A Guide To Hypothyroidism In Horses

The endocrine system of any horse creates hormones, which their blood then distributes throughout the body. Complex cycles regulate the activity of these hormones, and there are a lot of hormones that have an impact on the actions of others.

A vet will typically be called out to carry out endocrine testing on horses. When these tests are carried out, abnormal results often occur. Even in normal horses, vets must prepare the owner for some abnormalities. This is because it is common for at least one, if not more, of the hormones to be outside of what is considered the normal range.

The true challenge comes when trying to determine whether the abnormalities are significant or not. Interpreting the results of any endocrine test is not easy. Perhaps it is simply a case of some other factor impacting the hormone? This could be anything from drug administration to insulin resistance.

There are a number of factors that determine whether or not the endocrine abnormalities need to be addressed. This includes the history of the horse, clinical signs, laboratory results, the ‘big picture’ of the horse, and any other coexisting conditions.

It is not unusual for hypothyroidism to then be diagnosed. This is a condition that is linked to the likes of a poor coat, cold intolerance, obesity, and lowered fertility. In contrast to a lot of the clinical signs that tend to be linked to this condition, experimental horses that went under the process of thyroid gland removal had lowered weight gain and decreased feed intake.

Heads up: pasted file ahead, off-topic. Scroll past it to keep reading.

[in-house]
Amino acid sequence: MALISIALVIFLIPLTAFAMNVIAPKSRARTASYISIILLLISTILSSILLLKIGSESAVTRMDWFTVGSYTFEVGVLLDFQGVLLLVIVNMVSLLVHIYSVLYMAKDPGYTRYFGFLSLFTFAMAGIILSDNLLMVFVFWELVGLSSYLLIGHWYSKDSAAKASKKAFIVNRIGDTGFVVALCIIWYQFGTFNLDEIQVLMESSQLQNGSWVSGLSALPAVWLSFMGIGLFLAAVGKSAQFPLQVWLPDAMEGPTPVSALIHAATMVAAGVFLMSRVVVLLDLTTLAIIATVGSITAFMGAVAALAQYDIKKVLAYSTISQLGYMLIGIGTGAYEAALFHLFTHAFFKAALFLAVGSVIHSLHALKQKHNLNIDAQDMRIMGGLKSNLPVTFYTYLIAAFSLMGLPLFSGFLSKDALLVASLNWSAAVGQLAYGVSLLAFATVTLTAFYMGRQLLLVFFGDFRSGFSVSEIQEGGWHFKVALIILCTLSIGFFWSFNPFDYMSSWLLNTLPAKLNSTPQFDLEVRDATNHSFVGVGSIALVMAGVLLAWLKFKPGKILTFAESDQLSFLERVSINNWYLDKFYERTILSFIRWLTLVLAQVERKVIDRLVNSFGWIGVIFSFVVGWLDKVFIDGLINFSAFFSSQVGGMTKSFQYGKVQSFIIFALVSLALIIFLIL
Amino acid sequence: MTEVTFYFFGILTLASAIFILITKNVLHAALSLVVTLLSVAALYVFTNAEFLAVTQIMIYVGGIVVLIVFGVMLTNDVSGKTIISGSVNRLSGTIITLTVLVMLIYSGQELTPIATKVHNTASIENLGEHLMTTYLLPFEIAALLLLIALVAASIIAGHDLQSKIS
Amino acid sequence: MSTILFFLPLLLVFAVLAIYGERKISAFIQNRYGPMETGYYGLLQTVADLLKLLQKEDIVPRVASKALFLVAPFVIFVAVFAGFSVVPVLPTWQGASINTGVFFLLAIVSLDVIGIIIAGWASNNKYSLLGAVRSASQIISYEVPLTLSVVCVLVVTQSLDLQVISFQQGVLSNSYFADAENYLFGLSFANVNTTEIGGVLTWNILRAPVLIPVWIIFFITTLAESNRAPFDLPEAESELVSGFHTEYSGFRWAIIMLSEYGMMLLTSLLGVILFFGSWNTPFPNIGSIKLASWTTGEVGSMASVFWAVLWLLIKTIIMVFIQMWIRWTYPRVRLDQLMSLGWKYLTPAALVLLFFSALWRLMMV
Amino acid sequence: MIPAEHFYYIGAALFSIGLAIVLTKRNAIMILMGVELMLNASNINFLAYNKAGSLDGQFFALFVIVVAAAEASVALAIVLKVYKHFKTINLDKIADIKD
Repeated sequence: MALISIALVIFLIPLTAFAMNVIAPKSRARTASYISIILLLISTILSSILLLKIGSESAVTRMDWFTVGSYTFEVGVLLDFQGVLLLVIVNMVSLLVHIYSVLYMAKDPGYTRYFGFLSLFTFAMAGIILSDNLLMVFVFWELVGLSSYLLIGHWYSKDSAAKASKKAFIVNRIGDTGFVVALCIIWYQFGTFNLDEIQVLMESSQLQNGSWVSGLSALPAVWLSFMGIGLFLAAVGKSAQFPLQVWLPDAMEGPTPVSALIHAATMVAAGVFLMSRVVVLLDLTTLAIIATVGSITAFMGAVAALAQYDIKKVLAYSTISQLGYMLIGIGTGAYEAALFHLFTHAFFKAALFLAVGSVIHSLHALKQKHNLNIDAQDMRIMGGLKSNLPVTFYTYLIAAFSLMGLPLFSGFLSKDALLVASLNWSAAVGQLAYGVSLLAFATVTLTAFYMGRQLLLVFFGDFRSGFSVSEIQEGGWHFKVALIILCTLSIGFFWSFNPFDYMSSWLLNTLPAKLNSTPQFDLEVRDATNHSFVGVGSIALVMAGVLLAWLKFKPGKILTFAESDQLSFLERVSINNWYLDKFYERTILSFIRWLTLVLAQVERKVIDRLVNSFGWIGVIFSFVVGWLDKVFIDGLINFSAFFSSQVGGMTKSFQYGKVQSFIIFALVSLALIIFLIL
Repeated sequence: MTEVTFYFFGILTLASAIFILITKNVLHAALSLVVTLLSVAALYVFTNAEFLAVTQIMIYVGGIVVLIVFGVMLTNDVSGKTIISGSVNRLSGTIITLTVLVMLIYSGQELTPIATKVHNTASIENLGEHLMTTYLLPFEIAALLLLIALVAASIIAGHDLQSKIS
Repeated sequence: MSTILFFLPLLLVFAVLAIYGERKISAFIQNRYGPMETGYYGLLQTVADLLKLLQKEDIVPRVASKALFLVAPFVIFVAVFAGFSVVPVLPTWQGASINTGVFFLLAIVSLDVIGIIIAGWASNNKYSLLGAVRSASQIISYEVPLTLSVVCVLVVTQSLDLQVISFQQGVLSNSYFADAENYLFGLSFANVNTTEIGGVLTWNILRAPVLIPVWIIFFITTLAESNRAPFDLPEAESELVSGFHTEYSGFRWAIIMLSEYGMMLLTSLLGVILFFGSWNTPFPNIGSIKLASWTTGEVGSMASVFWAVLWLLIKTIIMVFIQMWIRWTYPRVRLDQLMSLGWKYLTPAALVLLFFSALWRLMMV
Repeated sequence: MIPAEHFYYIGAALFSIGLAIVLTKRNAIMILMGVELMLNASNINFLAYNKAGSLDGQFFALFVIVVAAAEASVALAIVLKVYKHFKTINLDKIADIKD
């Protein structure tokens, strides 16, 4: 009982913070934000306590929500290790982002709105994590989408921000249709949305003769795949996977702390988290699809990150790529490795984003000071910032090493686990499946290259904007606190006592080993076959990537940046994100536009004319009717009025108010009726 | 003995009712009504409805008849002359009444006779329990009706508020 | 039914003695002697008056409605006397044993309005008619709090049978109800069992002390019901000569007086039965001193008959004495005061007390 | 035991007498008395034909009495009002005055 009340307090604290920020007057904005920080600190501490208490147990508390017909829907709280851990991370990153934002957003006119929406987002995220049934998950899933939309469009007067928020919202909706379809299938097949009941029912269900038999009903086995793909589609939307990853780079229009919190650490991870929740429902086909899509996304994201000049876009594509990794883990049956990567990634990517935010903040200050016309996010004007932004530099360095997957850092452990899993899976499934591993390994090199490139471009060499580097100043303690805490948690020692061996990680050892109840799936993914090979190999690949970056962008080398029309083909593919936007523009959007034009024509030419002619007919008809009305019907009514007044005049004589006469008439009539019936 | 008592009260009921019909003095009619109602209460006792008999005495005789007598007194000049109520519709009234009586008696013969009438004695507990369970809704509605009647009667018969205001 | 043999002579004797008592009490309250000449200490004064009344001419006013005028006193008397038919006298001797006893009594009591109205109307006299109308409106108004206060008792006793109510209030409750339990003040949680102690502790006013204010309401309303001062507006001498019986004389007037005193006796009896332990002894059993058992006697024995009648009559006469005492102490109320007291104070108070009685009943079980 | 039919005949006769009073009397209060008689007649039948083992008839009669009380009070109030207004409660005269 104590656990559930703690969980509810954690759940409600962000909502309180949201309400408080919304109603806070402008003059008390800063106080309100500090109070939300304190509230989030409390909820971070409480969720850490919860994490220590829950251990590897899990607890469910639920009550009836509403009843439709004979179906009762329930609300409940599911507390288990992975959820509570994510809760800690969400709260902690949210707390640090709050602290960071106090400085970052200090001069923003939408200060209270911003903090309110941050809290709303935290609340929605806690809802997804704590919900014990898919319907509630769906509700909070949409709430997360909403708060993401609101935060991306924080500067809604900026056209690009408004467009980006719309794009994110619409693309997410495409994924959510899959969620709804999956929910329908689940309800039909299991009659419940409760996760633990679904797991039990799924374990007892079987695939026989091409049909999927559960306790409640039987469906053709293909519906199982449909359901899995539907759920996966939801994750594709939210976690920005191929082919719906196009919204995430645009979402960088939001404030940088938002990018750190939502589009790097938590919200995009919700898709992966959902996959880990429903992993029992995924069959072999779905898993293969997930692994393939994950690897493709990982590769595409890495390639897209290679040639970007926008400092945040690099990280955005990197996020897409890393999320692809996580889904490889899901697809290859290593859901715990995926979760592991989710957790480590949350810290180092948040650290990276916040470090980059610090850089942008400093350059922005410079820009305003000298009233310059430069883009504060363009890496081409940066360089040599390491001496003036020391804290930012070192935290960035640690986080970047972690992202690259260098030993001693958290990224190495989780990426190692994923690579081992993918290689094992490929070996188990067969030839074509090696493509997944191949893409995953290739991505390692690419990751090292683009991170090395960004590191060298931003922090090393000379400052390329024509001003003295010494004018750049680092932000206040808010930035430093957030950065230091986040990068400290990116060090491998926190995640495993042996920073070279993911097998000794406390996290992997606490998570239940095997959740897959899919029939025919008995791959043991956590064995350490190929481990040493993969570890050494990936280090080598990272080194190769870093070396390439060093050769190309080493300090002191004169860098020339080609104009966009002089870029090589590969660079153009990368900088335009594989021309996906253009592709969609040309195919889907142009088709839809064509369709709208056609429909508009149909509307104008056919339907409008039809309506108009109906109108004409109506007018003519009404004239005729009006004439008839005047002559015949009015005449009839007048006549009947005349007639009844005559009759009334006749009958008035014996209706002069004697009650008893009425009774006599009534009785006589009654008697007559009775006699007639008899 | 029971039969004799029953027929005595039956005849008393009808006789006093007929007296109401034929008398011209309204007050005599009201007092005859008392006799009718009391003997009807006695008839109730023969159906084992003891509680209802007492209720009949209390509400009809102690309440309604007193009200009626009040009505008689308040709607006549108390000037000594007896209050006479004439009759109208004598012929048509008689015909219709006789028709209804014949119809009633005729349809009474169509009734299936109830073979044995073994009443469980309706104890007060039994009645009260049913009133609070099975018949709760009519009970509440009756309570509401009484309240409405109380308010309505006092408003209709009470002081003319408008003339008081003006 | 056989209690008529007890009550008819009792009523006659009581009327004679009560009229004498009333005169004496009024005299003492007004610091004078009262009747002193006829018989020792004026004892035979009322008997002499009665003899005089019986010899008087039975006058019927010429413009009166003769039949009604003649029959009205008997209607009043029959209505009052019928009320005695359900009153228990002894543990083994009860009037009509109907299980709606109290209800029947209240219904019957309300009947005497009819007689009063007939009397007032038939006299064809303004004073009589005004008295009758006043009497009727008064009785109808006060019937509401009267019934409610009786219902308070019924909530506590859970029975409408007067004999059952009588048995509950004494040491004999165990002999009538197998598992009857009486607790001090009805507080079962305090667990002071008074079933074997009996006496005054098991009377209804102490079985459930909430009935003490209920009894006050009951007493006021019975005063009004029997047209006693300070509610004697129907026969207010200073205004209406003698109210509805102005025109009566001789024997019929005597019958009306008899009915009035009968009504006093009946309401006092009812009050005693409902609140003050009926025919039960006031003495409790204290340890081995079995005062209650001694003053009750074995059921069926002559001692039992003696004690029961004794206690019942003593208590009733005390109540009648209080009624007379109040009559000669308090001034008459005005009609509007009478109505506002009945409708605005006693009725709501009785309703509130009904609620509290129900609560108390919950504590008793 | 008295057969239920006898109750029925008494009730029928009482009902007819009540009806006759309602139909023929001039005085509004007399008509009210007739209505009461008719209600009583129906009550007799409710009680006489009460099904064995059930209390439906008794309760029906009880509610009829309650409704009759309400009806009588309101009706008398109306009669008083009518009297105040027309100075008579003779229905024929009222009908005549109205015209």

There are a number of different drugs, which are commonly administered, which can lower the concentrations of the thyroid hormone. This includes the likes of trimethoprim, phenylbutazone, and glucocorticoid steroids.

Horses that are unwell for different reasons, for example, sick euthyroid syndrome or nonthyroidal illness, can also have lower levels of thyroid hormones.

Moreover, when compared with adult horses, young horses, especially foals, have a higher concentration of thyroid hormone.

There was a study carried out in Kentucky, involving 329 broodmares, which determined that the mare being pregnant was not significantly linked with thyroid hormone supplementation or thyroid hormone concentrations.

There are a number of different diagnostic tests that can be carried out for this. Triiodothyronine and thyrozine are the thyroid hormones that are most commonly measured. You then have Free T, which is a more active and potent thyroid hormone in circulation.

There is only one test that can assess the full thyroid hormone axis’ function, and this is the thyroid releasing hormone (TRH) stimulation test. This starts the evaluation from the pituitary gland, hypothalamus in the brain, to the thyroid gland. Sadly, though, this test is not performed very often.

Hopefully, this guide has given you a better understanding of hypothyroidism in horses, as well as the challenges faced.

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